LBCF 1689 Reflections. Part 95

Reflections on the Baptist Confession of Faith of 1689. 23 Aug 14 began a perhaps unbroken, orderly, and personal journey through my favorite written confession of faith. This will be my personal reflections on this beloved written codification of the Christian Faith which is according to a Baptist flavor.




Section 8, paragraph 8c: “…and all of free and absolute grace, without any condition foreseen in them to procure it.”

There’s a great deal of history in the crafting of this statement. As the Gospel of the New Testament was recovered, the truths of Scripture spread across Europe and also the world. The great doctrine of God’s personal election took its proper place in Reformed Theology like nowhere else beforehand. It’s not that people beforehand weren’t saved. Of course not. Rather, it’s that just as the believers after AD 450 lived under a greater light of the knowledge of God’s nature via conciliar reflection, so we believers today now live under a greater light of why we believe after learning what grace alone truly means. After the 16th Century, the great doctrine of election had received its proper focus. For some, this wrongly fostered a fatalism. Those alive in Christ, however, saw their ultimate dependence on the Cross of Christ. The Reformed Baptist expression of the Faith of 1689 is the single best and most full-orbed summary of the church and its Gospel available. It is a result of that great initial Reformation period. It had the advantage of another generation of believers having passed by to reflect upon it.

I love the statement “free and absolute grace”. I love the ‘completely free’ Triune God! I believe that the freedom of God is to be praised, not just defined. It’s to be celebrated, not just tolerated. Systems that too strongly tie God’s work to sacramental obedience obeyed can be dangerous. They inevitably tie us to our institutions. I’m not saying they are all de facto dangerous, but they can be. I am forced to tie every reason for my justification, and every reason for my sanctification, to God’s “free and absolute grace”. This truth produces perseverance in me. This makes me want to work. Not to earn, but to produce. The vineyard owner parable is a great truth. He said, “Is it not lawful for me to do what I wish with what is my own? Or is your eye envious because I am generous?’” Matthew 2:15. God owns the harvest. He does with his own whatever he wishes to. Those of us hired by God will receive our wages.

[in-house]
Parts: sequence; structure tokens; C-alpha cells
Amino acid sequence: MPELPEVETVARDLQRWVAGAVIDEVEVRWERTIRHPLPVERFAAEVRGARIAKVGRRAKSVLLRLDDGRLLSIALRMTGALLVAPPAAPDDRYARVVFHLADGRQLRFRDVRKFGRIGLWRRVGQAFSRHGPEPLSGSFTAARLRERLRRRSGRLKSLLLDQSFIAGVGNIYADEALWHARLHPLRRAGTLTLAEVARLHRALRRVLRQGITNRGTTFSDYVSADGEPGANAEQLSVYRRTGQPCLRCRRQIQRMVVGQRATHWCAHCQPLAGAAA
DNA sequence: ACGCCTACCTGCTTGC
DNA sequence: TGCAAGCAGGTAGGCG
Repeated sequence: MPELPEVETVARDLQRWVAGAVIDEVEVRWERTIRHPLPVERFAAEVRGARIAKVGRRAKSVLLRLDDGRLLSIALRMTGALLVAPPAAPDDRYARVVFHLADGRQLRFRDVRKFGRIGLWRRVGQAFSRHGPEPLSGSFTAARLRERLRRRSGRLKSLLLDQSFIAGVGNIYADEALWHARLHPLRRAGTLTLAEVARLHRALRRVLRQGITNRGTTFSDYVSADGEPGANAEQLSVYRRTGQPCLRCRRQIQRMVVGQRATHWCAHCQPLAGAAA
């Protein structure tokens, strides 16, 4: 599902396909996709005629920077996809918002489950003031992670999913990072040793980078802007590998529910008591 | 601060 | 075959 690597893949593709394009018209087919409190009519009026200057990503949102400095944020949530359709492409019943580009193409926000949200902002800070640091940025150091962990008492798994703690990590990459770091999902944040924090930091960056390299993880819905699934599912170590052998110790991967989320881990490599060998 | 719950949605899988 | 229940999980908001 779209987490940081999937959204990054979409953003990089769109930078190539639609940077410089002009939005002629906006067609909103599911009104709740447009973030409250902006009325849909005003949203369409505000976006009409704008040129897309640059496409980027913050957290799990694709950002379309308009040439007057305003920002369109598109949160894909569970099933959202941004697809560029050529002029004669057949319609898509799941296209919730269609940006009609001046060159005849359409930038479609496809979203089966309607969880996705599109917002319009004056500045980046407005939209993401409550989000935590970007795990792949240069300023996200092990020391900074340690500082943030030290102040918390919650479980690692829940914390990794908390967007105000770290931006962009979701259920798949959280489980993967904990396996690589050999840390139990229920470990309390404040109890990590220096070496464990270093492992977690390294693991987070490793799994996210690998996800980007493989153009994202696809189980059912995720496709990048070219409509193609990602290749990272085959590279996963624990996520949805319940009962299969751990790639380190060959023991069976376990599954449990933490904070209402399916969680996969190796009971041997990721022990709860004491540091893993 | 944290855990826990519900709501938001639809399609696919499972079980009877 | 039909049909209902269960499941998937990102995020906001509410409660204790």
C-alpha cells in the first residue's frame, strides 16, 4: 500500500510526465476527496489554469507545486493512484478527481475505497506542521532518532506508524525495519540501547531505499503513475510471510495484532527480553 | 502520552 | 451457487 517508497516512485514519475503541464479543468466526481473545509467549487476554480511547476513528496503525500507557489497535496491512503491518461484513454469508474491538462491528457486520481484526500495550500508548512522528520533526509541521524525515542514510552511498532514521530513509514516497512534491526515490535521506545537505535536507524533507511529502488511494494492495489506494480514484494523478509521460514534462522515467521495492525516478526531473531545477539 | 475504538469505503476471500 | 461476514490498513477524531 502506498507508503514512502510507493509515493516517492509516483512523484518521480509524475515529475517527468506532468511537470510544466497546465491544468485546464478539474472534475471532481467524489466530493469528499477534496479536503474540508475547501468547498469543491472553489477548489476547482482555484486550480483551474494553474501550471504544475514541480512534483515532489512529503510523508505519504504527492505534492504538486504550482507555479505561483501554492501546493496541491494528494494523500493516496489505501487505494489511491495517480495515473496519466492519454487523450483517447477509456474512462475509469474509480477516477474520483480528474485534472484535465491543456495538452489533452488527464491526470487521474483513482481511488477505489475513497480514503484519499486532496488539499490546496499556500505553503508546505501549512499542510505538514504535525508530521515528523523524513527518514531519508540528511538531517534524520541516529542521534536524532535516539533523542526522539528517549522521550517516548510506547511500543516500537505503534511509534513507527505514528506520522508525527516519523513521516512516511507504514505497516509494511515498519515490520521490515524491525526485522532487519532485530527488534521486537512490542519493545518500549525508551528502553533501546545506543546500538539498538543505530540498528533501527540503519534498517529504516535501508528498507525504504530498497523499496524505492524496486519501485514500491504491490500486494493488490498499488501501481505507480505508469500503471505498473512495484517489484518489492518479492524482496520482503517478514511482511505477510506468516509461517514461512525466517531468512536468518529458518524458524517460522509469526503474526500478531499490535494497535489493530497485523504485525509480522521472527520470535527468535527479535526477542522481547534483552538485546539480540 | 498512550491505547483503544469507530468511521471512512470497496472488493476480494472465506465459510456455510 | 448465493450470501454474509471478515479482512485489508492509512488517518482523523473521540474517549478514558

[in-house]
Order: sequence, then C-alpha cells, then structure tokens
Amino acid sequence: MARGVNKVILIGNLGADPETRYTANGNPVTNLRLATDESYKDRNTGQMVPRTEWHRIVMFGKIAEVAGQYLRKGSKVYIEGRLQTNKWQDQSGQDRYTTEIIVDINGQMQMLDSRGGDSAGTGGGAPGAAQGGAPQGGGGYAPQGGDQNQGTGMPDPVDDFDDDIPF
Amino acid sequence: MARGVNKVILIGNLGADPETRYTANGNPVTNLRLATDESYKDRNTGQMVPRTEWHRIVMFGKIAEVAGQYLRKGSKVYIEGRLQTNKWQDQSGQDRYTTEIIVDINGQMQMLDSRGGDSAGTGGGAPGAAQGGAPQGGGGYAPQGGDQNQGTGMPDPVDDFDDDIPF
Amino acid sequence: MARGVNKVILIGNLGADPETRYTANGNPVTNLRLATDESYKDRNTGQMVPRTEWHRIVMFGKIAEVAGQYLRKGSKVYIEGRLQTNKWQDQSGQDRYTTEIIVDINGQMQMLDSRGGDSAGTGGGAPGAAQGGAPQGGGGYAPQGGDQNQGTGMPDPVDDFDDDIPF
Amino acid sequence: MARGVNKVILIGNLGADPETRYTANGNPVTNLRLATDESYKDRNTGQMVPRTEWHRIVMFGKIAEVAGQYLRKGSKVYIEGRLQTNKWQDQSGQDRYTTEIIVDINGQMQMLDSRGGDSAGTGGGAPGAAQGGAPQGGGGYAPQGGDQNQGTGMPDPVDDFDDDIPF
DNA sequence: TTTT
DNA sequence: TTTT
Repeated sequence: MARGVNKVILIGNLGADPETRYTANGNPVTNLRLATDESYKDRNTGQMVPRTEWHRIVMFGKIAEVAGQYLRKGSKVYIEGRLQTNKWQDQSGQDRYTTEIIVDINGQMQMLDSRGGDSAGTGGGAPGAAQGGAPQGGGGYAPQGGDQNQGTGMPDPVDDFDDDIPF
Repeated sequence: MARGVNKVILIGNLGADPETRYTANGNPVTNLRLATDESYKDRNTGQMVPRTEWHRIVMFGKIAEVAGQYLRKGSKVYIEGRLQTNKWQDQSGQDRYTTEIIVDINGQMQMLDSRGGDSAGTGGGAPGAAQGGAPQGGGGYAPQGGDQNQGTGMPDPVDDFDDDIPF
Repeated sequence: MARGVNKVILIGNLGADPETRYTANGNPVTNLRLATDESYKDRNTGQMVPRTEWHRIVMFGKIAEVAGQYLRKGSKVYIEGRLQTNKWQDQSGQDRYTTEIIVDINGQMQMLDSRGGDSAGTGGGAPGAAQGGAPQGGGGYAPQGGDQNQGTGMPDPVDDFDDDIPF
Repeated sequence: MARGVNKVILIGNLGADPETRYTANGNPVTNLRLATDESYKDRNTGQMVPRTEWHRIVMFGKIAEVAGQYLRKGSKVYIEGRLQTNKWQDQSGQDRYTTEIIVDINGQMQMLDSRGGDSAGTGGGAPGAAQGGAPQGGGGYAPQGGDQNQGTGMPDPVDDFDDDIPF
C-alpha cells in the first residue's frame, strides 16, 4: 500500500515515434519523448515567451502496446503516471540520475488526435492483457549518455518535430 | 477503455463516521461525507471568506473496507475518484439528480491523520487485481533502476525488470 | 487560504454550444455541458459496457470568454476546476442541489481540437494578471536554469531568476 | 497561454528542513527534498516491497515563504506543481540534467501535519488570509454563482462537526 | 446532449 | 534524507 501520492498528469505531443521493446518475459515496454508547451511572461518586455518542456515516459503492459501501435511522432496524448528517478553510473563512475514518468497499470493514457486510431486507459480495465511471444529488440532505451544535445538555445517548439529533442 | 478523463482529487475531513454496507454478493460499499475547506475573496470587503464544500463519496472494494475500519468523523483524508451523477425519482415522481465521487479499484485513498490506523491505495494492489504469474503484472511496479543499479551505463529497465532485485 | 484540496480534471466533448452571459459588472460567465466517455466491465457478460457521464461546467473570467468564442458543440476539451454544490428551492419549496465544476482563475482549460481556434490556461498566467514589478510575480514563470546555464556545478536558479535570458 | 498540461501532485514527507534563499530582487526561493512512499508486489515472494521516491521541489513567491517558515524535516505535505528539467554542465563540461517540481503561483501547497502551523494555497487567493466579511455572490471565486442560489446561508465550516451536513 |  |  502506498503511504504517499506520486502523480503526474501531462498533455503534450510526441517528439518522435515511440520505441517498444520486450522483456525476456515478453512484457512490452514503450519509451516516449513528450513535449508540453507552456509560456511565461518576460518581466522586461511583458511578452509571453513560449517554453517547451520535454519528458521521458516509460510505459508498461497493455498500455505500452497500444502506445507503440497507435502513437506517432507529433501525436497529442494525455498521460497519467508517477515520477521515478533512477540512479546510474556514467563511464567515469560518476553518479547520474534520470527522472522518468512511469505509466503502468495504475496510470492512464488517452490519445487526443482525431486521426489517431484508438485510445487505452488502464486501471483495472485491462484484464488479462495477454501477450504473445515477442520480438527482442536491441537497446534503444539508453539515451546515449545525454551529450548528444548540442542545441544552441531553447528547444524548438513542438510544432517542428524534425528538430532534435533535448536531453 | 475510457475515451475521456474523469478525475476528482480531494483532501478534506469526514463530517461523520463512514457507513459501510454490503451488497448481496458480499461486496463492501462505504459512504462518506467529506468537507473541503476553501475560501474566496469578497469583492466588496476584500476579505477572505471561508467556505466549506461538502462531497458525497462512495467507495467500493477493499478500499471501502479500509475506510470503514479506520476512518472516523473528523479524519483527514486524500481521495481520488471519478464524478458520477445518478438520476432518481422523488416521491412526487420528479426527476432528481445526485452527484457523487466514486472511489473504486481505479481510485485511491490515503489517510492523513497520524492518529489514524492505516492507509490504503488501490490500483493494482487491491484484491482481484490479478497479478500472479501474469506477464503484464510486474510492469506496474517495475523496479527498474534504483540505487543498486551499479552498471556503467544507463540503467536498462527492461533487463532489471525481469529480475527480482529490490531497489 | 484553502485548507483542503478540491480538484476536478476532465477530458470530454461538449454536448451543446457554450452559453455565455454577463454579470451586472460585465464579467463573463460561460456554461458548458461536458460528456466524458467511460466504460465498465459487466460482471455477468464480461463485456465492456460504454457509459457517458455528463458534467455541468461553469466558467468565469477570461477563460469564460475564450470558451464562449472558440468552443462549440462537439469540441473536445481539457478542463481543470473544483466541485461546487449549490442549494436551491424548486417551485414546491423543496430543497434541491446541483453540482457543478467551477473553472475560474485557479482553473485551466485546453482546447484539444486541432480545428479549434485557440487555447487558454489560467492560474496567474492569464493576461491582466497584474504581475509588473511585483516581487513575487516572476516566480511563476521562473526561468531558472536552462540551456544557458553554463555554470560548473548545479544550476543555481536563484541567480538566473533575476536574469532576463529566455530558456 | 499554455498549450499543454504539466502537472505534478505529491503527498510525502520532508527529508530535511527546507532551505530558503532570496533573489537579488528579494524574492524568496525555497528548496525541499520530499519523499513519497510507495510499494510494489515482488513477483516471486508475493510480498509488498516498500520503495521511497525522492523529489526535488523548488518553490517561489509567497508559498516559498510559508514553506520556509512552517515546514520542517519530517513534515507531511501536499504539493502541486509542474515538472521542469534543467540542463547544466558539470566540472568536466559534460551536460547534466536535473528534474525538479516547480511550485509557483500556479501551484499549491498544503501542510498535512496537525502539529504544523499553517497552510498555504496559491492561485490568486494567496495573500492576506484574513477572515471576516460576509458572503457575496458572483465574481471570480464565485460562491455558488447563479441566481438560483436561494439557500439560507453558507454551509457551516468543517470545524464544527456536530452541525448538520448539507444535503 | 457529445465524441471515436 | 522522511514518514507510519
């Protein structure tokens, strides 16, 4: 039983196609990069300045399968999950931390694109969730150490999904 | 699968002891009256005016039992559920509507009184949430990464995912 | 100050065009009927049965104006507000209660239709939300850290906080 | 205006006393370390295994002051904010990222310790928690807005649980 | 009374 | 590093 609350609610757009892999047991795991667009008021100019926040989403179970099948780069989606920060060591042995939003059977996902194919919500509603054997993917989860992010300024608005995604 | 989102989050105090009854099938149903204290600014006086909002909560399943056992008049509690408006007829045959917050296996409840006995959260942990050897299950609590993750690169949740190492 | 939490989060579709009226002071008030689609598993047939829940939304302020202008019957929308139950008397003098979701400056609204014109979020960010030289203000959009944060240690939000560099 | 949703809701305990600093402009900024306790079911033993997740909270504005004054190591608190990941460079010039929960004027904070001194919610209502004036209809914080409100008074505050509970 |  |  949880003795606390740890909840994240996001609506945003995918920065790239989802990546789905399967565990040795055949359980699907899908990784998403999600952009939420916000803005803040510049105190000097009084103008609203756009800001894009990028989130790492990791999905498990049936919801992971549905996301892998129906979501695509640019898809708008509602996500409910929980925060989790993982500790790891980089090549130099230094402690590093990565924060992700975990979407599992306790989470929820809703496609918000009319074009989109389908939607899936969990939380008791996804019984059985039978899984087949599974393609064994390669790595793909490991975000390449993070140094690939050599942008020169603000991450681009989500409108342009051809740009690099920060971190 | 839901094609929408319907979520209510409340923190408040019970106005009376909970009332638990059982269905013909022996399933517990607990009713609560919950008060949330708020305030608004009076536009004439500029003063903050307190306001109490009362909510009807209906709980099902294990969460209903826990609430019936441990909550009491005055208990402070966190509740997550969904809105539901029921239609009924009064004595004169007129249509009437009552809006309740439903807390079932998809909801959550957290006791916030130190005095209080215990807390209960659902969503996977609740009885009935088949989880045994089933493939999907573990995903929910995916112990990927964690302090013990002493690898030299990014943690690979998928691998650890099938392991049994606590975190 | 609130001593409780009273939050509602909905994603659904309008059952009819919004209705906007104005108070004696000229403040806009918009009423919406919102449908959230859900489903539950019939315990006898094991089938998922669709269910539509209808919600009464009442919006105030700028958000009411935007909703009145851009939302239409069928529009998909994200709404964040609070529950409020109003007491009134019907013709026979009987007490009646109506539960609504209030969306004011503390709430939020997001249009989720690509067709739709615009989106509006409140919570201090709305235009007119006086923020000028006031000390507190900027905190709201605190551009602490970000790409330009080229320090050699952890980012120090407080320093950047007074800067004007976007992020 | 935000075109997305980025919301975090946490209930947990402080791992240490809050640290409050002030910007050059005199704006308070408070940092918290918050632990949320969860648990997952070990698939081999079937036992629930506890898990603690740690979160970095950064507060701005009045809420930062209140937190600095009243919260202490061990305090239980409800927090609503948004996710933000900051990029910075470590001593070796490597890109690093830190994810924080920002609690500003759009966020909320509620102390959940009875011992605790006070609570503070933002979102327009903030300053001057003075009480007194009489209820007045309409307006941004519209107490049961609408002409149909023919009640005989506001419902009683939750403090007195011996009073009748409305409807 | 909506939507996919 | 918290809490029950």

The confession says that God’s grace is given by him to men, “…without any condition foreseen in them to procure it.” What condition does a man need to meet to be saved from the penalty of SIN? My answer is that he need only have a beating heart. God’s grace is completely and totally free. We will never obligate God. So what does a man have to do to be saved? Does he need to be water baptized? No. If so, then God’s grace is not free. Does he need to first believe by his own resources? If so, then God’s grace is not free. Does he need to partake of the Lord’s Supper? If so, then God’s grace is not free. Do his parents need to baptize him on the eighth day of his life? If so, then God’s grace is not free. Does he (not a she) need to be circumcised? If so, then God’s grace is not free. Does he need to endure to the end, meaning keep himself in the Faith by works? If so, then God’s grace is not free. All the works we are to do. All of them. All of our works- belief, baptism, the Lord’s Supper, evangelism, etc. we are to be a people zealous for all these works (Titus 2:14) but perish the thought that we’d tie our hopes for God’s grace to anything inside the church.

What assurance can this bring to us? It is to strip away all but Jesus and Jesus himself. His life, his righteousness, his salvation, his presence in our lives and works. Of course, to the self-righteous there’s only a risk here. Only a laying down of vain hopes. Good works adorn God’s grace wrought in us. Freely we have received, freely we should then give. To the righteous, it is no burden to bear to divorce their hopes for grace from all of their works. If Luther we in my church today, I’d be zealous to show him that his hope was not in his baptism. That his hope is in the grace of God that made his baptism valid. To the righteous, we are quick to affirm that we’re saved by grace alone. Ephesians 2:8-9; Titus 3:5-7. God chose to save us. Those saved say amen.

We take this message to the world that they too might rejoice in this great and perfect hope. It is a perfect hope only because it is not of ourselves. It is the gift of God. All those who repent and trust in Christ can have this hope alive in them. They will grow in it by their works, but truly enter into it only by God’s free and unmerited grace. All who desire it will be received.

Come and welcome to Jesus Christ!

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